Host-dependent variation in density of corallivorous snails (Coralliophila spp.) at Curaçao, southern Caribbean.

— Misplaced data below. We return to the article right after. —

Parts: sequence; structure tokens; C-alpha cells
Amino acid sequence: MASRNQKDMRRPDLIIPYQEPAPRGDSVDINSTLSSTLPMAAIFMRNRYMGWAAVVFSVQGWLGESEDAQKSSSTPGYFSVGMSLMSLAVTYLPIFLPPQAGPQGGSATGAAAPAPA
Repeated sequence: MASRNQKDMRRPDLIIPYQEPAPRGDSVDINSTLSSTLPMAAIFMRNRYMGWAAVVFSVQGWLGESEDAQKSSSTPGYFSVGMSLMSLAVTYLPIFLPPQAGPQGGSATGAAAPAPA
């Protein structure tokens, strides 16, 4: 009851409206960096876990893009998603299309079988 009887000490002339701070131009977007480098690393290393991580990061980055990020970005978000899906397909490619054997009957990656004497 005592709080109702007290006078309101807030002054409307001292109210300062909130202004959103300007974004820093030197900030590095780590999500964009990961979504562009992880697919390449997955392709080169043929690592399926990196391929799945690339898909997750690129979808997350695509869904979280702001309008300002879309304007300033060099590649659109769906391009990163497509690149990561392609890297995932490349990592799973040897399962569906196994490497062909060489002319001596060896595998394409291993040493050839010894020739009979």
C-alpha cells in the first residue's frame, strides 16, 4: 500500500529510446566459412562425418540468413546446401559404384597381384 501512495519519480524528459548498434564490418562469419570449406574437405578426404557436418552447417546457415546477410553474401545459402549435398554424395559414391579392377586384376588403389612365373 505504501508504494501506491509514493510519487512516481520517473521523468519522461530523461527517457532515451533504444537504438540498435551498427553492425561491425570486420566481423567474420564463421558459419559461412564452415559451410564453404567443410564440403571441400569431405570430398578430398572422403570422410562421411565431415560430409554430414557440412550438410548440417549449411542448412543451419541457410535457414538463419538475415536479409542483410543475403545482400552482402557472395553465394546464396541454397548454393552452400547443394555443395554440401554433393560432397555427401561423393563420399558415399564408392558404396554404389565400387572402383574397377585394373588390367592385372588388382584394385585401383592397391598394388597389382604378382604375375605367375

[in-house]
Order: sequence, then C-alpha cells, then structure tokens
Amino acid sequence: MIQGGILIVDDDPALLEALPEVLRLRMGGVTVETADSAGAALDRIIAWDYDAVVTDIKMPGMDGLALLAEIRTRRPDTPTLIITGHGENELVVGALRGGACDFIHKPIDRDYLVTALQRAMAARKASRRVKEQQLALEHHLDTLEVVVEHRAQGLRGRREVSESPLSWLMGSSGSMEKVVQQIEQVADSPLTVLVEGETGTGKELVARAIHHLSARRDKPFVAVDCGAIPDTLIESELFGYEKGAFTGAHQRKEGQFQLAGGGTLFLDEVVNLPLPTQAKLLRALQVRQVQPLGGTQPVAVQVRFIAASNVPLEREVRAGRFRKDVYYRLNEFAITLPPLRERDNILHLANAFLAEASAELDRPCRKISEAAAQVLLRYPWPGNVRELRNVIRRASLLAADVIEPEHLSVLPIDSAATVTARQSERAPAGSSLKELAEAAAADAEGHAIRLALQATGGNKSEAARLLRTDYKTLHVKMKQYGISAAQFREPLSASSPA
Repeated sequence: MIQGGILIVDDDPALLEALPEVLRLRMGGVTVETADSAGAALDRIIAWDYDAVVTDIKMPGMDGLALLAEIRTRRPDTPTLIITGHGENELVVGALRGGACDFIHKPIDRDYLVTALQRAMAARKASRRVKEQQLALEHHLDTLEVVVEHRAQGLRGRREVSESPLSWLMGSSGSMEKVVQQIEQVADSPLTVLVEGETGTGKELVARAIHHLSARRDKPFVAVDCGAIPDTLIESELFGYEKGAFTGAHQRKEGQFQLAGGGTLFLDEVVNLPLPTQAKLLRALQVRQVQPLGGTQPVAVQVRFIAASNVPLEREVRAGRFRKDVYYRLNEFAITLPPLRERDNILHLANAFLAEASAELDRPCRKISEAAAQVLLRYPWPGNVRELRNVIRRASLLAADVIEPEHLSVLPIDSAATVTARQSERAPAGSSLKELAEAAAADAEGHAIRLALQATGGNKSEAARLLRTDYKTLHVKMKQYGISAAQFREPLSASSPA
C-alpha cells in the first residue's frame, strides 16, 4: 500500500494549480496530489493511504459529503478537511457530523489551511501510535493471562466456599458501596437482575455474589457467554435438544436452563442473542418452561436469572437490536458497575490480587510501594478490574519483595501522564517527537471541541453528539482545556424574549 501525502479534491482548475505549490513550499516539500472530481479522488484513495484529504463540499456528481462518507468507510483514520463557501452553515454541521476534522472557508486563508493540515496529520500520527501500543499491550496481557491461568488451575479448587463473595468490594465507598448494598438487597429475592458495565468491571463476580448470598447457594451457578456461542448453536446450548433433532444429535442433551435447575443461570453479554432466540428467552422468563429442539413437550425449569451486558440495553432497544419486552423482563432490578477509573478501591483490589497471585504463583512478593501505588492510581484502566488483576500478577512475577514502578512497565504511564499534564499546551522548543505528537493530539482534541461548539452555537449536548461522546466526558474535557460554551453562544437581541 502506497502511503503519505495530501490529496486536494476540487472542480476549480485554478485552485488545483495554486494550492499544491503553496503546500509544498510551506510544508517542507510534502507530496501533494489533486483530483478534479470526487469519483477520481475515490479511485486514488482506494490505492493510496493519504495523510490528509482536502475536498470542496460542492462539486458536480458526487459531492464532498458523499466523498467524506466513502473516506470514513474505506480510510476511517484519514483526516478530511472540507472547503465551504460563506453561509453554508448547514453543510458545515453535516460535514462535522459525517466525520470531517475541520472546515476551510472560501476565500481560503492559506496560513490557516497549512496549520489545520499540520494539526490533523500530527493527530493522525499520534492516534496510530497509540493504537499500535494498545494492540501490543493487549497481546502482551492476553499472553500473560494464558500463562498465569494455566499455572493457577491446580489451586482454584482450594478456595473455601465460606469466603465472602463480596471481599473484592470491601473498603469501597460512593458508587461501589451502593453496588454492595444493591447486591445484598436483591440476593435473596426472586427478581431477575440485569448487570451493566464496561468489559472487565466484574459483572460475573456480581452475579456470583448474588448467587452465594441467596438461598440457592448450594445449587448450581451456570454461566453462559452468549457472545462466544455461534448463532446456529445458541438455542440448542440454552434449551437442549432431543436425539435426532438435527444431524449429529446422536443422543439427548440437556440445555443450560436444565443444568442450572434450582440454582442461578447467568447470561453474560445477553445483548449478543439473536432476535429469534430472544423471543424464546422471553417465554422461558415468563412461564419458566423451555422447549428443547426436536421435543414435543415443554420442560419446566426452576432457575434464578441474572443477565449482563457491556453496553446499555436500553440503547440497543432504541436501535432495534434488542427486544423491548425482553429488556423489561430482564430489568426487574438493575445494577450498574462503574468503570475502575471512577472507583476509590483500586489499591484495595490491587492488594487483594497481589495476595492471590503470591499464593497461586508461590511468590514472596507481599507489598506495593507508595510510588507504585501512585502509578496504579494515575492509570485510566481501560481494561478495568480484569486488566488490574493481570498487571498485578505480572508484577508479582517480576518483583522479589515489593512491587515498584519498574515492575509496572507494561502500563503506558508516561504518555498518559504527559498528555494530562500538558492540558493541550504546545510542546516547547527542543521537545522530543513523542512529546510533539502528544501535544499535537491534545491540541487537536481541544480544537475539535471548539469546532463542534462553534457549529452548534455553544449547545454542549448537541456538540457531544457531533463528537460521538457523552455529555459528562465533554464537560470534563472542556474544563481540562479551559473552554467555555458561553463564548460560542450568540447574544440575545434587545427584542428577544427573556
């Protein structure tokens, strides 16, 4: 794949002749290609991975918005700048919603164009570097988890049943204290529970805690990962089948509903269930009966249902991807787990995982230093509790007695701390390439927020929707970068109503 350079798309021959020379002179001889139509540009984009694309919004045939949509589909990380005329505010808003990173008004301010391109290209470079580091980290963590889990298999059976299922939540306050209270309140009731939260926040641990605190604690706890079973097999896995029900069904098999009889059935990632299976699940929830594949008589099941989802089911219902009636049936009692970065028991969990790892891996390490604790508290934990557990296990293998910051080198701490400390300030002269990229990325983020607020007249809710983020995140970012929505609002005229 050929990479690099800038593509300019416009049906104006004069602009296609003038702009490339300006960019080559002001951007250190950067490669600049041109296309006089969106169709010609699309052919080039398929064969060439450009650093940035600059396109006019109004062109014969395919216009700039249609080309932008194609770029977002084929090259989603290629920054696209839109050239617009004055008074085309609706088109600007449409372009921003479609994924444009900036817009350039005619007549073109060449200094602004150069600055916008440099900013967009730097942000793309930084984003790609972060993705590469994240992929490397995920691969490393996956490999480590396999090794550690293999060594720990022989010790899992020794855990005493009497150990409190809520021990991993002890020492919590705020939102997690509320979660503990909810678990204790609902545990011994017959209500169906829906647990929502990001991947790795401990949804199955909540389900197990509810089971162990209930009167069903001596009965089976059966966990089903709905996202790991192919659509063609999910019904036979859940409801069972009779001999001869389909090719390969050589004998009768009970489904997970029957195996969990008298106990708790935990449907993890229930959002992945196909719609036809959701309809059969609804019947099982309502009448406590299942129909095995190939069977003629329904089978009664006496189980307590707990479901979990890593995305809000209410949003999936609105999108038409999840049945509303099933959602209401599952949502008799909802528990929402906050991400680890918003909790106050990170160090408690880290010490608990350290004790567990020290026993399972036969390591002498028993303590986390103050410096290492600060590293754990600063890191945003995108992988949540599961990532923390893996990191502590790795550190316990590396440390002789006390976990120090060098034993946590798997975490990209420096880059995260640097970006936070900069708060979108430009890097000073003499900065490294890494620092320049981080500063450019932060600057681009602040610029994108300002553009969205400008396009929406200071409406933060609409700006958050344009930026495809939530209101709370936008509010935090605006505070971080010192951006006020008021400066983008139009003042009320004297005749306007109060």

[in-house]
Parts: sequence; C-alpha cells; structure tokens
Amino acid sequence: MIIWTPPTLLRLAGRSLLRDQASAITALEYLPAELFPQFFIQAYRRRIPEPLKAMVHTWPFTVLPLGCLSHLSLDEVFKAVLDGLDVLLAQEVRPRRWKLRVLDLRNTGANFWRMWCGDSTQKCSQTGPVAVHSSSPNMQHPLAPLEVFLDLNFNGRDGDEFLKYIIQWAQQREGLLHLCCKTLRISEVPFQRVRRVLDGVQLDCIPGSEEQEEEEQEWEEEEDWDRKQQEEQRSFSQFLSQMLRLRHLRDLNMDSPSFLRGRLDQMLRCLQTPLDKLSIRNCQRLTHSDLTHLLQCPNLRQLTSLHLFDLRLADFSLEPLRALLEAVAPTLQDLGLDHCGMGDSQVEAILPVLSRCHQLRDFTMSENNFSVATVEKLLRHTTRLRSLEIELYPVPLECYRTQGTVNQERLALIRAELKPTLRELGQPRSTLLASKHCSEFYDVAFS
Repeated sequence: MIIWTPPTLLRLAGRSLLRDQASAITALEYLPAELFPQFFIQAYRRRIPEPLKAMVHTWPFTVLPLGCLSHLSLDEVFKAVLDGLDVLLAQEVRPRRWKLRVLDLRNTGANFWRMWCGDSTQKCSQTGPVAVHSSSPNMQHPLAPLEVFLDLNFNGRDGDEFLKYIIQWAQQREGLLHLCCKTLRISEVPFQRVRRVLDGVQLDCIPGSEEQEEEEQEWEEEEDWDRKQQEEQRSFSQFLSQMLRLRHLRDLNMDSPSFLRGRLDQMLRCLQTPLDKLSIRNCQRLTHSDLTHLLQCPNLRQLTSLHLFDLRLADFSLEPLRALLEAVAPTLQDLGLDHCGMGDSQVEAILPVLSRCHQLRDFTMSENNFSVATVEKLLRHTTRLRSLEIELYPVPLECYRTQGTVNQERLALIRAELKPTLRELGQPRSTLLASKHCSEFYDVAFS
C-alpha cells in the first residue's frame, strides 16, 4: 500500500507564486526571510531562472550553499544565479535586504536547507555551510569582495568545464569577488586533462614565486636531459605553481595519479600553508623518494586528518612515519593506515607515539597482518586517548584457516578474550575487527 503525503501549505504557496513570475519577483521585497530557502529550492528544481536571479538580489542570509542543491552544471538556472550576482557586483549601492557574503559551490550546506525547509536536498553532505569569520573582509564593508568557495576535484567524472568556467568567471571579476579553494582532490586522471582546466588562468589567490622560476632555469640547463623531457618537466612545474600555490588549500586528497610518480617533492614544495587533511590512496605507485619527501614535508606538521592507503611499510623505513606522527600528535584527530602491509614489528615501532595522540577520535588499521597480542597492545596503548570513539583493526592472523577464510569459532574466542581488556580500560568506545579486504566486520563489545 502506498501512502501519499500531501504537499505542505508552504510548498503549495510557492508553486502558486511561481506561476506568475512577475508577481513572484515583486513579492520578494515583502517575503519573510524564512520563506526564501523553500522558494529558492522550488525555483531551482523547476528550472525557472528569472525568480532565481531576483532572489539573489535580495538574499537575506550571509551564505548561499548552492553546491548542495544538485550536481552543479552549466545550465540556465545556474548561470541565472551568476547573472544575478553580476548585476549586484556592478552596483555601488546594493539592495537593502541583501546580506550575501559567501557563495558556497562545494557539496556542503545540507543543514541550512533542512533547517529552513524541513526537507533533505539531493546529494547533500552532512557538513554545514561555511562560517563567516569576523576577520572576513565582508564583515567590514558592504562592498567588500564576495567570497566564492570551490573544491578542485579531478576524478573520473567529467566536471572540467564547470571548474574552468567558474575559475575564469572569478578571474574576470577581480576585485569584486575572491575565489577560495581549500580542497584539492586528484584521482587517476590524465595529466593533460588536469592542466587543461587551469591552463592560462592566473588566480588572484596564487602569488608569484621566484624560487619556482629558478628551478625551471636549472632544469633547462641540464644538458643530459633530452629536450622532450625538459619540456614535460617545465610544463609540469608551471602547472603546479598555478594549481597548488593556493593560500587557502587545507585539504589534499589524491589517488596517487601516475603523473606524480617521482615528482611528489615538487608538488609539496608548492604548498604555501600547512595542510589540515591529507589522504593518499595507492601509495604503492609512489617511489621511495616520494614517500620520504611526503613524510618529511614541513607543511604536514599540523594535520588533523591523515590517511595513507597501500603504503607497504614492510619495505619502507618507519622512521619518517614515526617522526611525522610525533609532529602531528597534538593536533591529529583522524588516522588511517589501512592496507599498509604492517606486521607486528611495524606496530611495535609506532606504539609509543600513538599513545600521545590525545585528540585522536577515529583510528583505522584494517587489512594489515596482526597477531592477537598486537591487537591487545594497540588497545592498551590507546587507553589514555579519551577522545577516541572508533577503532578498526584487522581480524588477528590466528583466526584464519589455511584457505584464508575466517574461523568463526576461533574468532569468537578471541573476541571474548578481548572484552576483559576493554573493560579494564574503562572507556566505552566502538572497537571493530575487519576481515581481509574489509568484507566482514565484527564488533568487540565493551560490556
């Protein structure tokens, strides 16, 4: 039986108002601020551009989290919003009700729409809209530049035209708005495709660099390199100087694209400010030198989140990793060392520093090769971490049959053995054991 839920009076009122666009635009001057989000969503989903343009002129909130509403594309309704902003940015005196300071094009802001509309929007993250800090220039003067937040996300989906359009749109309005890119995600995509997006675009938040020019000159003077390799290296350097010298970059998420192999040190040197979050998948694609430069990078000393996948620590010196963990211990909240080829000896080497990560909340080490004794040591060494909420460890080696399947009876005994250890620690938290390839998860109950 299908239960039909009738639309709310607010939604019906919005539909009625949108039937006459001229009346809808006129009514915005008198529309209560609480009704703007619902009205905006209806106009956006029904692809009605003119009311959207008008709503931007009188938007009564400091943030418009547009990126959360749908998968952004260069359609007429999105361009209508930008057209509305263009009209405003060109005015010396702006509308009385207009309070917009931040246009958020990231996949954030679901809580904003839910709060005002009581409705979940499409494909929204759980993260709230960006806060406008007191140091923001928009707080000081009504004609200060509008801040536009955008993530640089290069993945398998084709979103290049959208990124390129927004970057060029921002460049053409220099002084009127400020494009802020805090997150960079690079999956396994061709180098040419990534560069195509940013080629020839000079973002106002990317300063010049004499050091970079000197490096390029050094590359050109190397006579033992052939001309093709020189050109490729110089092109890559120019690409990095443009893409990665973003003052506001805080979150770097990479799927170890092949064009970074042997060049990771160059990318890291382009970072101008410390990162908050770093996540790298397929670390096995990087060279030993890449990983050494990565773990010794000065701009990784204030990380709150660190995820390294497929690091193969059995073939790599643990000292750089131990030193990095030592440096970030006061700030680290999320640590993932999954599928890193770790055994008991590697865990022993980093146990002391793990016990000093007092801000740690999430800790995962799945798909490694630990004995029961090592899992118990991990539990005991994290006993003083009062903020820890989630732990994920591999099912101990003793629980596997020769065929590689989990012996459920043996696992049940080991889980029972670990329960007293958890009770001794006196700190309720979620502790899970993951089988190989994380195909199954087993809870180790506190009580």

Snails of the genus Coralliophila (Muricidae: Coralliophilinae) are common in the Caribbean as corallivores that feed on a large range of host species. The present study concerns the distribution of two Coralliophila snails, C. caribaeaand C. galea, at 5-m and 10-m depths at Curaçao (southern Caribbean), as associates of the common scleractinians Orbicella annularis and Pseudodiploria strigosa. Coralliophila galea was abundant on both host species, while C. caribaea was represented only by a single individual on a colony of P. strigosa. No significant differences in shell length were found between snails associated with O. annularis and P. strigosa. The distribution of C. galea on both host species deviated significantly from a random distribution. The snails were most abundant at 5-m depth, particularly on larger colonies of O. annularis, with > 60 % of large colonies colonized by snails, while snails were absent on small colonies. This distinction was not significant in P. strigosa at the same depth or in O. annularis at a depth of 10 m. The results suggest that host preference should be considered in assessments of reef health in connection to damage caused by Coralliophila spp.